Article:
Holidays are Here – Get Ready With Free Reads You Can Share #scifibooks #giftideas

The 2020 holiday season is going to be… different. You can find and share good reads – how’s that for love at a safe distance? Subscribe now to my newsletter and you, your friends, and family can join me on Mars, Saturn’s moon Titan, and more: throughout December receive free eBooks in favorite formats (Kindle, EPUB, PDF and more) plus something special for signing up now.

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Click here now – right this minute – and subscribe so you don’t miss out. Happier Holidays!

Disturbing Scifi from the 1960s #sciencefiction #mentalhealthcare #scifi

I recently read a story by Philip K. Dick, a scifi author from the Golden Age. Buck Rogers it ain’t!

Science ficiton book cover - Martian Time SlipDick explored philosophical, social, and political themes, with stories dominated by monopolistic corporations, alternative universes, authoritarian governments, and altered states of consciousness. wikipedia

I read every word, all the way through, but “fun” is not the right description.  Mild spoilers follow.

The book comes from 1964. I think the right approach today is to view the story as the alternative history of a Mars colony in 1950s. Mars is barely habitable in shirt sleeves, with sparse plants and animals and a nearly-extinct race of Martians. Colonists use mimeograph machines and secretaries take dictation with a pad and pencil. Fascinating robotic teachers indoctrinate children in proper earthly culture.

Less adorably, one of the main characters makes remarks that are homophobic, misogynistic, and racist. He’s the villain, and casually cruel to everyone, but this can be off-putting. He uses the n-word to describe Martians who apparently look very much like African Saan people (another term for these people, Bushmen, is sometimes considered derogatory, depending on the usage.) There’s a brief suggestion that Martians and Humans were both seeded by some alien intelligence and so are related.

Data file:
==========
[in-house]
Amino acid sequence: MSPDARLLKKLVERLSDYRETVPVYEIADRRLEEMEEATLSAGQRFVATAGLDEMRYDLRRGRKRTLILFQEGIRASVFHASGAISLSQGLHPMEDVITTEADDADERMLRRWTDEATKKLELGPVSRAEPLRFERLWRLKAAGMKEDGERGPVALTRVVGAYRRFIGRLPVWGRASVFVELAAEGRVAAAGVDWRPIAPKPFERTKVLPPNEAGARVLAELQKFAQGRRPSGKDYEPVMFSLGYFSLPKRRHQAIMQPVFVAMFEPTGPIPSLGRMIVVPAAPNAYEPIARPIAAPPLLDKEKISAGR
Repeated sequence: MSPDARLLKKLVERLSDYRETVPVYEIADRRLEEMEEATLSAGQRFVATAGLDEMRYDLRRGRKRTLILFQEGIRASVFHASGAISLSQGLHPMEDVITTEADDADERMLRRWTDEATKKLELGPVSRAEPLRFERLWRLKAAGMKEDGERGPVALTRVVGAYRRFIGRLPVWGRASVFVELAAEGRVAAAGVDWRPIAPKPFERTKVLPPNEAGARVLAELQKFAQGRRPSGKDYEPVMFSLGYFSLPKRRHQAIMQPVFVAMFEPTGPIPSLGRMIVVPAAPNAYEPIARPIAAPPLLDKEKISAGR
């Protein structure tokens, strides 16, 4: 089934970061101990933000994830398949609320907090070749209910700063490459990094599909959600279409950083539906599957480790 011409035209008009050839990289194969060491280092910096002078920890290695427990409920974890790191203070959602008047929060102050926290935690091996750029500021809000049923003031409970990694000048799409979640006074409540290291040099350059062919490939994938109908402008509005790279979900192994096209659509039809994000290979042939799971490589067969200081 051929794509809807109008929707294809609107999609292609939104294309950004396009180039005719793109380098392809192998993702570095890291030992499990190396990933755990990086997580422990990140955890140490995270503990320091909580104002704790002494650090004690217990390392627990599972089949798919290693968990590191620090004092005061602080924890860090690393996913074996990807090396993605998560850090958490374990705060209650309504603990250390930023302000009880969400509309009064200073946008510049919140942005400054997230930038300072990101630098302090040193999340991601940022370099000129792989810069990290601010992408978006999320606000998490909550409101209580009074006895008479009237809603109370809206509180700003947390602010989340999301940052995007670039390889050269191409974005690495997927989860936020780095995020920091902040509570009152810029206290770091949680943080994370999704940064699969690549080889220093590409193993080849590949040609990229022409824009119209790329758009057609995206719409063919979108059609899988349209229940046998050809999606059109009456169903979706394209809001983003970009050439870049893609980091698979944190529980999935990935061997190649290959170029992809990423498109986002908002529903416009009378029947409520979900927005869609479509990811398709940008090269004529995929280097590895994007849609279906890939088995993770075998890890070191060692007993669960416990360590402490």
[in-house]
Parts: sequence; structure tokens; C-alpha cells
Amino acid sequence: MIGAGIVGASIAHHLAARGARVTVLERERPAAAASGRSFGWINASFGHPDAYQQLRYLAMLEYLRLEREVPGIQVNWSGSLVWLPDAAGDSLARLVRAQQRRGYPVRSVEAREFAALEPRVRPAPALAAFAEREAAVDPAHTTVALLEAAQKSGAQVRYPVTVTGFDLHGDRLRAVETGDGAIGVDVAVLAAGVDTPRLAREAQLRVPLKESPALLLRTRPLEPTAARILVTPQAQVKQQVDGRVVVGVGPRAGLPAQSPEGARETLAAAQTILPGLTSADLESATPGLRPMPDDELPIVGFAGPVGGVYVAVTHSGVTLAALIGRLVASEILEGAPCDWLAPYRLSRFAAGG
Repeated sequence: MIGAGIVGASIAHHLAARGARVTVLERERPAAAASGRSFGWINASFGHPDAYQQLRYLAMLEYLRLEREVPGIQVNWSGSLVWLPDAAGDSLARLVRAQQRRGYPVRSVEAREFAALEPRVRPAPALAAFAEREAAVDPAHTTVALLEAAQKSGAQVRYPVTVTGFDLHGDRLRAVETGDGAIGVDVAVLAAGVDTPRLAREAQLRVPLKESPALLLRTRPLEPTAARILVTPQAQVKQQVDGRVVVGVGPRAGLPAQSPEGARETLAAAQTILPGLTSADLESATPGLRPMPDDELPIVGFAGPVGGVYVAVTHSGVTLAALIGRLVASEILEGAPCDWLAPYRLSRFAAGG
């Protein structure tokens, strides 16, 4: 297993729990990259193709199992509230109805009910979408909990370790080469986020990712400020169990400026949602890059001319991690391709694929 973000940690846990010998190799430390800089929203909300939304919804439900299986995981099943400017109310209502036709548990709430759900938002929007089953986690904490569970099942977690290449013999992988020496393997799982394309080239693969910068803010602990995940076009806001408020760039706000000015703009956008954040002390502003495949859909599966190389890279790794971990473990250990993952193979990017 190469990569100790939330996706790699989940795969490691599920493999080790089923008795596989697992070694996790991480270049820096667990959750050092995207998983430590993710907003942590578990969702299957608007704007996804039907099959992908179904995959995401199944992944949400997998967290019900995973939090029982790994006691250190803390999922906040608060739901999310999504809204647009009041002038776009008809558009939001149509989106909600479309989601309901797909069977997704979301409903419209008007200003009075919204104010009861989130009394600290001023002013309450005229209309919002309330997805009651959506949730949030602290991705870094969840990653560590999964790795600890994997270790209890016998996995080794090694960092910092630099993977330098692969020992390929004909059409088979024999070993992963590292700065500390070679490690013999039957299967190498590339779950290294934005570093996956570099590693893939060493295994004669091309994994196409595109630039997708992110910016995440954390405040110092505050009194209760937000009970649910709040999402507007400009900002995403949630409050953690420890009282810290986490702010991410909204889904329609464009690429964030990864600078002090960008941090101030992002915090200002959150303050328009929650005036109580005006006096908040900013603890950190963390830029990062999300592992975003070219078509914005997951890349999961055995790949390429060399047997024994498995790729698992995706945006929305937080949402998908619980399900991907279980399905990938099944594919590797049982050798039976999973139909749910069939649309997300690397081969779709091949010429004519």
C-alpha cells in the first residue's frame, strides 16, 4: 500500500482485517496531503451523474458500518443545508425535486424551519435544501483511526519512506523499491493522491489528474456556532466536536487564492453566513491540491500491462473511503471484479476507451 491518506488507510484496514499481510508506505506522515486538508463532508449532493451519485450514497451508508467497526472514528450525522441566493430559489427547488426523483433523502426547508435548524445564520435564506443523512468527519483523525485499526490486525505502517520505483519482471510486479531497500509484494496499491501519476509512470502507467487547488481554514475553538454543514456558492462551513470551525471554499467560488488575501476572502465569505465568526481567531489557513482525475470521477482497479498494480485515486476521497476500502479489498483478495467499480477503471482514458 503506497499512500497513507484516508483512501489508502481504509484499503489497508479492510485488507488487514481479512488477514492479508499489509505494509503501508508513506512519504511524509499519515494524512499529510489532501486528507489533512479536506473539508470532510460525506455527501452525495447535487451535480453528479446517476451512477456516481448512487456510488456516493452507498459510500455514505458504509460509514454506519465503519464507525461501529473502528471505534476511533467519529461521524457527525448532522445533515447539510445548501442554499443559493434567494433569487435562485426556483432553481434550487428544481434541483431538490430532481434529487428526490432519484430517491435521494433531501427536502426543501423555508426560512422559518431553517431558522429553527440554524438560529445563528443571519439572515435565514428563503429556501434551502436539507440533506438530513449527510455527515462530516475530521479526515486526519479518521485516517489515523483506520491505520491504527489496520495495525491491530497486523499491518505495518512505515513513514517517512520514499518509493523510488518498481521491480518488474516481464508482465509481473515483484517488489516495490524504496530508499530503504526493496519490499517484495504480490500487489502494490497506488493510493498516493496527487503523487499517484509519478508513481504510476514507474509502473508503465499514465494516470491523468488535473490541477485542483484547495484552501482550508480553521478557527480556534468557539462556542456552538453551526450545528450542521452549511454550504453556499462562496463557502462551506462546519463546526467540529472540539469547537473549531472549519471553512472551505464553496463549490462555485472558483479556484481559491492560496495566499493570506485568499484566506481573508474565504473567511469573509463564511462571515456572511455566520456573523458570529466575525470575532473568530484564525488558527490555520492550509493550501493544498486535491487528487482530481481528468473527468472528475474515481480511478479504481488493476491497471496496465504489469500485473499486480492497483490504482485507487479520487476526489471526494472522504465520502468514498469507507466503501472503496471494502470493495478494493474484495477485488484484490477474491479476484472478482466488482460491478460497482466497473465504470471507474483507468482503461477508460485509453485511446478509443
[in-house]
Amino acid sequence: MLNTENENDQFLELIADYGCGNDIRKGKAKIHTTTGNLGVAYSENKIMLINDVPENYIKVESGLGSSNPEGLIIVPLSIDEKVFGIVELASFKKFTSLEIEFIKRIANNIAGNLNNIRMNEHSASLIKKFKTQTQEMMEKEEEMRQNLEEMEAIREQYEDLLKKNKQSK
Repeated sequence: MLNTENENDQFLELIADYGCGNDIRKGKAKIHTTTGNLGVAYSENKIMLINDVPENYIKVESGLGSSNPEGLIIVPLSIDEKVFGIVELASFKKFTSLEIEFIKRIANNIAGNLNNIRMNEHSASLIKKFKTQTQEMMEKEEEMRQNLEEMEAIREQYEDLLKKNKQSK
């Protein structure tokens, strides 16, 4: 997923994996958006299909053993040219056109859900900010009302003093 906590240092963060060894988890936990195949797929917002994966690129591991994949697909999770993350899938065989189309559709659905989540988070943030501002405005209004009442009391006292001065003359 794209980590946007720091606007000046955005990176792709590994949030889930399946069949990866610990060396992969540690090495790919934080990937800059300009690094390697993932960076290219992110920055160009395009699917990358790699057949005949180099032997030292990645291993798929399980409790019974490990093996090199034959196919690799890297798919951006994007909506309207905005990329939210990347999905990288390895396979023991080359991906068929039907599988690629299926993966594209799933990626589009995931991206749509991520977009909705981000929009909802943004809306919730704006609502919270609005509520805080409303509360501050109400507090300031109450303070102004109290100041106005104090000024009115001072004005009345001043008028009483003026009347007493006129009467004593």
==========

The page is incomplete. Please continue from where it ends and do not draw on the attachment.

Despite the Martian setting, the story is about schizophrenia, which has become much more common on Mars than it is in real-life today. That term and “autism” are both used, and Dick presents his scifi interpretation of them – those effected experience multiple times in the past and future, which prevents them from relating to “normal” people. The visions these people experience (and we get to see through their eyes) are gruesome and apocalyptic, even for people with mundane lives. Dick gives a striking feel for such disconnects with repeated scenes, sometimes out of sequence, from different characters in the scene. The story shows sympathy for it’s characters, even the unsavory ones.

While it’s not an action-packed tale, terrible things happen in this story. There is guilt and shame from the father of an autistic boy. There is infidelity. There is suicide, and given Dick’s own dark life experiences, I wonder if this comes from something more real than imagination. That will keep me thinking about the book for a long time.

Cover of scifi magazine Galaxy

Dick wrote the cover story for this edition

I know a lot has changed in American culture since Dick wrote his story. I suspect a lot has changed in our understanding of schizophrenia and autism too, but I have no idea how readers familiar with these conditions will feel about the story. Please leave a comment and let me know.

The book, republished in 2012, is popular on Amazon and has 4 stars, where several reviewers find it’s look at mental illness to be kindly and sympathetic.

BTW, you know Dick’s work. The movies Blade Runner, Total Recall, and Minority Report are based on his writings.